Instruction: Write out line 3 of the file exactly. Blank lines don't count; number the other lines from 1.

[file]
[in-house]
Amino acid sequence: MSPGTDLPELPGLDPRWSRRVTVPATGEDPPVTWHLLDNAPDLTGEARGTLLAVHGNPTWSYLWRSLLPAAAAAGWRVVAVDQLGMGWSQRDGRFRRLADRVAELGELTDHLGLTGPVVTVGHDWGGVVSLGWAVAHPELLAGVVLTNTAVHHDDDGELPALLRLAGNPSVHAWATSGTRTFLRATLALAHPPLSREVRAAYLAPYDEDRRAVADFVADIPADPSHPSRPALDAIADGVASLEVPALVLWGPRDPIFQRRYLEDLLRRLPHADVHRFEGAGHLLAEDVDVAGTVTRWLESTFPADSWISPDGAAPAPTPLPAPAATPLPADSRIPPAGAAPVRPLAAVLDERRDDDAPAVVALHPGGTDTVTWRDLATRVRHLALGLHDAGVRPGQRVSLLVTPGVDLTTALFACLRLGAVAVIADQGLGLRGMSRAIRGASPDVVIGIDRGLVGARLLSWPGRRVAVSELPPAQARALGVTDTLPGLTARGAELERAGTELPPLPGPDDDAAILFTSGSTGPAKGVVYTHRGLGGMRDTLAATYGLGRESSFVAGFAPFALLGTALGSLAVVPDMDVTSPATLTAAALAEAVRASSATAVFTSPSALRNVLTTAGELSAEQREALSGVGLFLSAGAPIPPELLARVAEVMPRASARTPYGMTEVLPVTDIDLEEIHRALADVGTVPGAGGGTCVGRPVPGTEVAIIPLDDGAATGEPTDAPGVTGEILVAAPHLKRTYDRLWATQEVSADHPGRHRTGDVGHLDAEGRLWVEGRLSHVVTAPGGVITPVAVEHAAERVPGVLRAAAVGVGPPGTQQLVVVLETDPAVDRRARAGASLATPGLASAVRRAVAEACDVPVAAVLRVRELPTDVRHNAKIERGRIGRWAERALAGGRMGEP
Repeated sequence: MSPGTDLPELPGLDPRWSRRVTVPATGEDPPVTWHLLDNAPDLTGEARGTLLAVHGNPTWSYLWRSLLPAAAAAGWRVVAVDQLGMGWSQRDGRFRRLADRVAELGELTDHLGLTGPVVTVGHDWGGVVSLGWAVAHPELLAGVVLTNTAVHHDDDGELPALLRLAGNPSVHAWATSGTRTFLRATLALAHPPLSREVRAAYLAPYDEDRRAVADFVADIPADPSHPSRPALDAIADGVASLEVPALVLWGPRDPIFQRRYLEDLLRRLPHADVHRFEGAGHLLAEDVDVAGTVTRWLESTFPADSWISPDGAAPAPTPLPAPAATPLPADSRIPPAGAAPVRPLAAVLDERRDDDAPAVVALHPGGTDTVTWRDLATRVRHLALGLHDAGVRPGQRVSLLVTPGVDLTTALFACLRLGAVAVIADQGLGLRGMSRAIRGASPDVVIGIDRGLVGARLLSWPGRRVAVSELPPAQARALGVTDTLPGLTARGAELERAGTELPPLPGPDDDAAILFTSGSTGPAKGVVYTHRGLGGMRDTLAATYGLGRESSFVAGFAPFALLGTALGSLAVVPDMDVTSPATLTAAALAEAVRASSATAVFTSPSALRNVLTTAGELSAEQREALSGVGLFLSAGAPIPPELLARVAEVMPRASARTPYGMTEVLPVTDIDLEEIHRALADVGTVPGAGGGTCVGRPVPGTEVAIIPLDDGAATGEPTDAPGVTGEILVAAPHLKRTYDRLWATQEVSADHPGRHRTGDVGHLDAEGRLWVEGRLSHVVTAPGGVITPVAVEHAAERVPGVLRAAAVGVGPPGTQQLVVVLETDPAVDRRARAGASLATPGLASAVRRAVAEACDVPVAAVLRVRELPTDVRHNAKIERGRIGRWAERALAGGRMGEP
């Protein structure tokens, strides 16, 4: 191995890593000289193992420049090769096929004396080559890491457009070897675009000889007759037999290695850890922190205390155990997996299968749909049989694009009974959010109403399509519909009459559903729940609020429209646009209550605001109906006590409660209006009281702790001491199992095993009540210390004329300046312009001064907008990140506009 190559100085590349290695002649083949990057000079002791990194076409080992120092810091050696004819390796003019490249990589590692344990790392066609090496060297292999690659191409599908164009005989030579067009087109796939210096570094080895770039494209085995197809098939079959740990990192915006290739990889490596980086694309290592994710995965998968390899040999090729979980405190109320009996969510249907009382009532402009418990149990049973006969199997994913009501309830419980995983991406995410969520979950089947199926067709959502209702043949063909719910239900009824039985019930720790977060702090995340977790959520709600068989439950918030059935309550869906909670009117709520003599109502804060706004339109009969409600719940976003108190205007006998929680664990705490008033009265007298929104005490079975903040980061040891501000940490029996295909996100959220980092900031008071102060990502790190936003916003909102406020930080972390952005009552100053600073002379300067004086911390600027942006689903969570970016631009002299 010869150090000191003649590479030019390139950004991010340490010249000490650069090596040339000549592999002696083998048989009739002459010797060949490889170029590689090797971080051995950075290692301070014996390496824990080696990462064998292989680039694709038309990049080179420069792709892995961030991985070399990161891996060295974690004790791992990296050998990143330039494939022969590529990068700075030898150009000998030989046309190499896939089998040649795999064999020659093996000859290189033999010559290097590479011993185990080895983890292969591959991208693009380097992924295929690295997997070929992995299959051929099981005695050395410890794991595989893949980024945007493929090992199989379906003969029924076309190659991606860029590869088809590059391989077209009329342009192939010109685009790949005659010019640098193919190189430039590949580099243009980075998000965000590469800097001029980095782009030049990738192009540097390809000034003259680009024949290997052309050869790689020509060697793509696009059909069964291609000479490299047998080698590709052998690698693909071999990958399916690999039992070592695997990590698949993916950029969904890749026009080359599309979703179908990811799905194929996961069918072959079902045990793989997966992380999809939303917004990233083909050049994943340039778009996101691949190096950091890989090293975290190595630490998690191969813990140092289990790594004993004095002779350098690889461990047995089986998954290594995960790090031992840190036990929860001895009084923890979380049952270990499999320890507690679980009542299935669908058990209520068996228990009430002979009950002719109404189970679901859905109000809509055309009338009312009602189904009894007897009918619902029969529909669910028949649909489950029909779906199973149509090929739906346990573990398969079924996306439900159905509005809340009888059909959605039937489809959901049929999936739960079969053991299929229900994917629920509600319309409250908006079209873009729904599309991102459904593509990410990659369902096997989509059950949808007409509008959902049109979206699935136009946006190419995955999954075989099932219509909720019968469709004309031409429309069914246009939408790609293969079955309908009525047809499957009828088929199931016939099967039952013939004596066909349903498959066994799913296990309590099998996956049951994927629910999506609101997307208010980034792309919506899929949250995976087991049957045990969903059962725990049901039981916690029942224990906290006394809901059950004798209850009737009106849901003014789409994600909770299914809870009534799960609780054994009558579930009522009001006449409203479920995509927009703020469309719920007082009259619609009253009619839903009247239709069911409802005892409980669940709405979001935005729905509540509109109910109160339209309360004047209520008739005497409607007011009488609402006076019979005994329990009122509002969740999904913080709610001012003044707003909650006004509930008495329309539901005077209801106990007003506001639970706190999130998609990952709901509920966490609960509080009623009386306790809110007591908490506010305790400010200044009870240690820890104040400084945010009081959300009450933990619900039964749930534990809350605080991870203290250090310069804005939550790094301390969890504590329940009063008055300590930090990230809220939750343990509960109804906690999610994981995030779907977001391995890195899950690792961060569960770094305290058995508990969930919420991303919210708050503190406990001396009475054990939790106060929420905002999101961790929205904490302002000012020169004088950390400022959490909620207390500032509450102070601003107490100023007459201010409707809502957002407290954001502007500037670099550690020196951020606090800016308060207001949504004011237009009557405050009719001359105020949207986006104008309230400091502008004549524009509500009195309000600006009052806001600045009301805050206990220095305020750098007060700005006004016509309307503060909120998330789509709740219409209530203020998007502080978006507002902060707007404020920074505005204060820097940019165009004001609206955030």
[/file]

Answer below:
Repeated sequence: MSPGTDLPELPGLDPRWSRRVTVPATGEDPPVTWHLLDNAPDLTGEARGTLLAVHGNPTWSYLWRSLLPAAAAAGWRVVAVDQLGMGWSQRDGRFRRLADRVAELGELTDHLGLTGPVVTVGHDWGGVVSLGWAVAHPELLAGVVLTNTAVHHDDDGELPALLRLAGNPSVHAWATSGTRTFLRATLALAHPPLSREVRAAYLAPYDEDRRAVADFVADIPADPSHPSRPALDAIADGVASLEVPALVLWGPRDPIFQRRYLEDLLRRLPHADVHRFEGAGHLLAEDVDVAGTVTRWLESTFPADSWISPDGAAPAPTPLPAPAATPLPADSRIPPAGAAPVRPLAAVLDERRDDDAPAVVALHPGGTDTVTWRDLATRVRHLALGLHDAGVRPGQRVSLLVTPGVDLTTALFACLRLGAVAVIADQGLGLRGMSRAIRGASPDVVIGIDRGLVGARLLSWPGRRVAVSELPPAQARALGVTDTLPGLTARGAELERAGTELPPLPGPDDDAAILFTSGSTGPAKGVVYTHRGLGGMRDTLAATYGLGRESSFVAGFAPFALLGTALGSLAVVPDMDVTSPATLTAAALAEAVRASSATAVFTSPSALRNVLTTAGELSAEQREALSGVGLFLSAGAPIPPELLARVAEVMPRASARTPYGMTEVLPVTDIDLEEIHRALADVGTVPGAGGGTCVGRPVPGTEVAIIPLDDGAATGEPTDAPGVTGEILVAAPHLKRTYDRLWATQEVSADHPGRHRTGDVGHLDAEGRLWVEGRLSHVVTAPGGVITPVAVEHAAERVPGVLRAAAVGVGPPGTQQLVVVLETDPAVDRRARAGASLATPGLASAVRRAVAEACDVPVAAVLRVRELPTDVRHNAKIERGRIGRWAERALAGGRMGEP